Brown-throated Sunbird – vocal interaction

posted in: birds, Intraspecific, Vocalisation | 0

There is always some bird action going on in our garden. The sunbirds have been very active recently and today we observed some serious interaction. Two to three Brown-throated Sunbirds (Anthreptes malacensis malacensis) were having a noisy ‘discussion’. At first I thought it was a female to female conflict over some breeding or mating concern. But as we watched it became clearer that the primary ‘antagonist’ was a young male. Close up of images showed that it was just developing a few metallic feathers and had a wing moult. During the prolonged vocal interaction, with occasional wing flapping and some chasing, a young female was watching attentively but not interfering. A female-male pair of Olive-backed Sunbirds (Cinnyris jugularis flammaxillaris-ornatus intergrades) also joined the activity and added their voice briefly. I suspect all the action was to protect his slice of paradise (aka nectar sources in our garden). We were watching very close-by but were ignored in the heat of the exchange.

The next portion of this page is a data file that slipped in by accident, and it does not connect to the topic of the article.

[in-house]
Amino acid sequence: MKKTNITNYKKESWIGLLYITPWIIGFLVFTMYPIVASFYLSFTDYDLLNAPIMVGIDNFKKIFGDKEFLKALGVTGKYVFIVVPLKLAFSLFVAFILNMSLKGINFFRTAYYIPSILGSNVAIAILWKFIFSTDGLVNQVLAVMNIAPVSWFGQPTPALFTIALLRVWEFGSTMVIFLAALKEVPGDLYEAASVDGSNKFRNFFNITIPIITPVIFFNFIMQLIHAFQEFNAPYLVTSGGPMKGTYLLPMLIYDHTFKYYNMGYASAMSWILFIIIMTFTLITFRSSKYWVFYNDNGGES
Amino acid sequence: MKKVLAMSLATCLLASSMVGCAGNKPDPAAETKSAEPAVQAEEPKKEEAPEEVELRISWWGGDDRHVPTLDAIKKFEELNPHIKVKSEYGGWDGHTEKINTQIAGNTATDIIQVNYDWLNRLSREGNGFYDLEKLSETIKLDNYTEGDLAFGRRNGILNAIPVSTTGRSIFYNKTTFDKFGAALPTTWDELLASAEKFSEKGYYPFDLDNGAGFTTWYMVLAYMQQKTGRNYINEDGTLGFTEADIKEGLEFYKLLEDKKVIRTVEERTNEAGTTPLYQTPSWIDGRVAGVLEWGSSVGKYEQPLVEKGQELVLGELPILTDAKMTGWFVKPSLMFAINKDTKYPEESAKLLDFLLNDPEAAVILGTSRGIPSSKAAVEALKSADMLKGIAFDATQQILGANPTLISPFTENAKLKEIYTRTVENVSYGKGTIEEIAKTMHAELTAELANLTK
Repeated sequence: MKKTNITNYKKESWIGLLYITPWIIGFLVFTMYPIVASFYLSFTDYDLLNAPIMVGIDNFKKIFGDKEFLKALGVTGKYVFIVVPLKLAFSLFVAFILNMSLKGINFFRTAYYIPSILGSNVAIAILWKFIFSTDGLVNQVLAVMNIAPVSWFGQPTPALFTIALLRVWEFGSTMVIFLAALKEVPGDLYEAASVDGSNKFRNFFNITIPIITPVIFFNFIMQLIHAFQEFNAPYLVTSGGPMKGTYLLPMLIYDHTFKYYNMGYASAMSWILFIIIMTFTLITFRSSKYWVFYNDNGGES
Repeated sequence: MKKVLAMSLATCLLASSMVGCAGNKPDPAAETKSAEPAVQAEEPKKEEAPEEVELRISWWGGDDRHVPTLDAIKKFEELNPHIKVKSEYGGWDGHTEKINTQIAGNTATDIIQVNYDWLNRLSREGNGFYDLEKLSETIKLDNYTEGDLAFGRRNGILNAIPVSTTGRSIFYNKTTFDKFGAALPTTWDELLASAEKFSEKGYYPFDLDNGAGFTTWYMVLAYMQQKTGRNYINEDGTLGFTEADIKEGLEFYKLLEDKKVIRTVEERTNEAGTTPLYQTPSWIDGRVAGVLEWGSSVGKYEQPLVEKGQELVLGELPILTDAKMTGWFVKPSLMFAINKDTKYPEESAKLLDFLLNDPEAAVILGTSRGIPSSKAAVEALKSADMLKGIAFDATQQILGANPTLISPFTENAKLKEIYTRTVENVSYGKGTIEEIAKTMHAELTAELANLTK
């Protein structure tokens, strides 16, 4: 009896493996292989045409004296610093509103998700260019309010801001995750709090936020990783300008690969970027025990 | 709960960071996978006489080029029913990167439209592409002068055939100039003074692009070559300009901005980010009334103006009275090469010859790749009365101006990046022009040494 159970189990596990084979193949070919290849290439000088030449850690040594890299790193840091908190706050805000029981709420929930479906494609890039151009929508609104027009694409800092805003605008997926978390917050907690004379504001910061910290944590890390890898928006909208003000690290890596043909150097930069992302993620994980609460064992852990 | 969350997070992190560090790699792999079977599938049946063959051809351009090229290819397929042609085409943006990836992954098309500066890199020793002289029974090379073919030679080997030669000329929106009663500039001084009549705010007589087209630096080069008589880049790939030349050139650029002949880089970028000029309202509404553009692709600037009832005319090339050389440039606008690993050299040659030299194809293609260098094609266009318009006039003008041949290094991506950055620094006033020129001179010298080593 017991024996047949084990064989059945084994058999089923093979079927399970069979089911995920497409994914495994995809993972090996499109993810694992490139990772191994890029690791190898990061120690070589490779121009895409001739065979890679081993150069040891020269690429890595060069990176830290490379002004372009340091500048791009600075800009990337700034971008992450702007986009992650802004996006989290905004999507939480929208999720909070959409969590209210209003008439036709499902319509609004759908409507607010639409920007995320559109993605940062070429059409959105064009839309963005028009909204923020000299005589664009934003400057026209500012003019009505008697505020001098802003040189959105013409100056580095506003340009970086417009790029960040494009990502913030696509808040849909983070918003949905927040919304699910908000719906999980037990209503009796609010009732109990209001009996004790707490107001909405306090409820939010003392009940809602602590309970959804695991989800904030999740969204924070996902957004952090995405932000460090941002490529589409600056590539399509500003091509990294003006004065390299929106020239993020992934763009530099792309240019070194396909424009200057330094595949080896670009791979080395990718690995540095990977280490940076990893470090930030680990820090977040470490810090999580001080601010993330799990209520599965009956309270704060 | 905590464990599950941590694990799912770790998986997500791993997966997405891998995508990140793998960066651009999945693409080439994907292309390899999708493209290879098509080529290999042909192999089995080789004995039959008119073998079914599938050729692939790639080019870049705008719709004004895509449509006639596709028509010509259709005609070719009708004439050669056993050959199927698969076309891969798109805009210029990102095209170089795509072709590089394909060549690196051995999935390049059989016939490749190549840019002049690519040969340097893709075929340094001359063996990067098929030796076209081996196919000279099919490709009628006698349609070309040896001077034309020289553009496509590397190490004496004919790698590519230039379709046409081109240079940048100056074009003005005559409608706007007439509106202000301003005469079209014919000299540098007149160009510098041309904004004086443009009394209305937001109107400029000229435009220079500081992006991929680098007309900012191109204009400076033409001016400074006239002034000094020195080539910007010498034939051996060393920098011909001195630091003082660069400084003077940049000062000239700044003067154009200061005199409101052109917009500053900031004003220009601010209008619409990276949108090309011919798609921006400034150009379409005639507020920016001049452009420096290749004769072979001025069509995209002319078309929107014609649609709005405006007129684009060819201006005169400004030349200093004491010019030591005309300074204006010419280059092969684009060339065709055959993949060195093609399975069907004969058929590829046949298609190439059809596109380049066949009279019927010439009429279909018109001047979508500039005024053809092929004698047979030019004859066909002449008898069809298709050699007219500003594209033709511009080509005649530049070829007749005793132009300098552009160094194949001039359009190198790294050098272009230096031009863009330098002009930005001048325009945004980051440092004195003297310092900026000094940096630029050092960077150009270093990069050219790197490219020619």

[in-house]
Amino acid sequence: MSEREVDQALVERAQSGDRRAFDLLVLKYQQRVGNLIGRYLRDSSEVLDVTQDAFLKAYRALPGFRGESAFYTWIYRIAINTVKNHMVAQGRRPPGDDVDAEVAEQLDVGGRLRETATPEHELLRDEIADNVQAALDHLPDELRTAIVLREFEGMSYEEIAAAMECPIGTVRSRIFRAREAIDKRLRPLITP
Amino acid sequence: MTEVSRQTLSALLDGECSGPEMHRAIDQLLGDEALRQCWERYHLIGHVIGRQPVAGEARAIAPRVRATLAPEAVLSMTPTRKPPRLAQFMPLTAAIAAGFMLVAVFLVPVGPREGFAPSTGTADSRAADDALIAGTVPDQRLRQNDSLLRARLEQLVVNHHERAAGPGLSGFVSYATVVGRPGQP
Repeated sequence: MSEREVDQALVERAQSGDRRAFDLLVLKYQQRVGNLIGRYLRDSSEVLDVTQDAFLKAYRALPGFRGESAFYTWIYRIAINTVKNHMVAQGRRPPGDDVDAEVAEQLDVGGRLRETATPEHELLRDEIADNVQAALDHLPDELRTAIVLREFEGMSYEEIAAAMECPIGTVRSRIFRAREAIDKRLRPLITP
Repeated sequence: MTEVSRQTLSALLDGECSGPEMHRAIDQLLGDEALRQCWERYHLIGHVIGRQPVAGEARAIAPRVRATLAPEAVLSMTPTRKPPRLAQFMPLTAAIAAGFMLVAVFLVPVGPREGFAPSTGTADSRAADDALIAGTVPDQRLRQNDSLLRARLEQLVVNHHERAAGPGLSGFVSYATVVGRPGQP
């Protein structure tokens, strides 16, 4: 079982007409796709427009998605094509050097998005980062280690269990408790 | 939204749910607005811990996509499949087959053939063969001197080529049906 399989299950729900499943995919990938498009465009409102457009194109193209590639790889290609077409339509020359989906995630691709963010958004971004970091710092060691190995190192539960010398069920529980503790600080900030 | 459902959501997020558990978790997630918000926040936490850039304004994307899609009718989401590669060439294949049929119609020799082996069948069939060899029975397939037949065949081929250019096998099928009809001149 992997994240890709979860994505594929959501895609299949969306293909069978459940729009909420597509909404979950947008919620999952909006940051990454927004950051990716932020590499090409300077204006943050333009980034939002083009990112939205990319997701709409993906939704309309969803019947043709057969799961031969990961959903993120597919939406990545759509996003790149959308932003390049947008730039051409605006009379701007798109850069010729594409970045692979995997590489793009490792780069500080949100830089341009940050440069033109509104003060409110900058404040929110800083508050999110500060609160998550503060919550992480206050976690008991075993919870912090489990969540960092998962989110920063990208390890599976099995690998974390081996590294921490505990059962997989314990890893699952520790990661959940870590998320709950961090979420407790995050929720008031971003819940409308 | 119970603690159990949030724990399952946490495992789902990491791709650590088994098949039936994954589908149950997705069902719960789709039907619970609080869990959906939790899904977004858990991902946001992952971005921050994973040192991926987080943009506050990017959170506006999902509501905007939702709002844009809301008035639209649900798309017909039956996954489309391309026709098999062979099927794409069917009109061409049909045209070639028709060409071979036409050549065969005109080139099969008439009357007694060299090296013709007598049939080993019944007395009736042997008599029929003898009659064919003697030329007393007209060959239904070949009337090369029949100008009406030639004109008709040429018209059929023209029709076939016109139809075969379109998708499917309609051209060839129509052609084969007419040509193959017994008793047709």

Post 1.

Post 1 and 3 are of the vocal first year male. Note the pollen grains on the head from the Albizia julibrissin (Mimosa Tree or Pink Silk Tree, an exotic we are growing).

Post 2.

Post 2 is of the first year female, watching intentently, also with pollen on the head.

Post 3.

Post 4 is a composite of a female Olive-backed Sunbird with the first year male Brown-throated Sunbird. They were one branch apart in our Geijera parviflora tree (Wilga – an Australian willow) – the Olive-backed Sunbird was in front and I took two images to bring them both in focus.

Post 4.

Amar-Singh HSS (Dato’ Dr) – Ipoh, Perak, Malaysia

Location: Ipoh, Perak, Malaysia

Habitat: Wild-urban garden

Date: 30th December 2020

Equipment: Nikon D500 SLR with Nikon AF-S Nikkor 500mm f/5.6E PF ED VR, handheld with Rode VideoMic Pro Plus Shotgun Microphone

 

Leave a Reply

Your email address will not be published.

This site uses Akismet to reduce spam. Learn how your comment data is processed.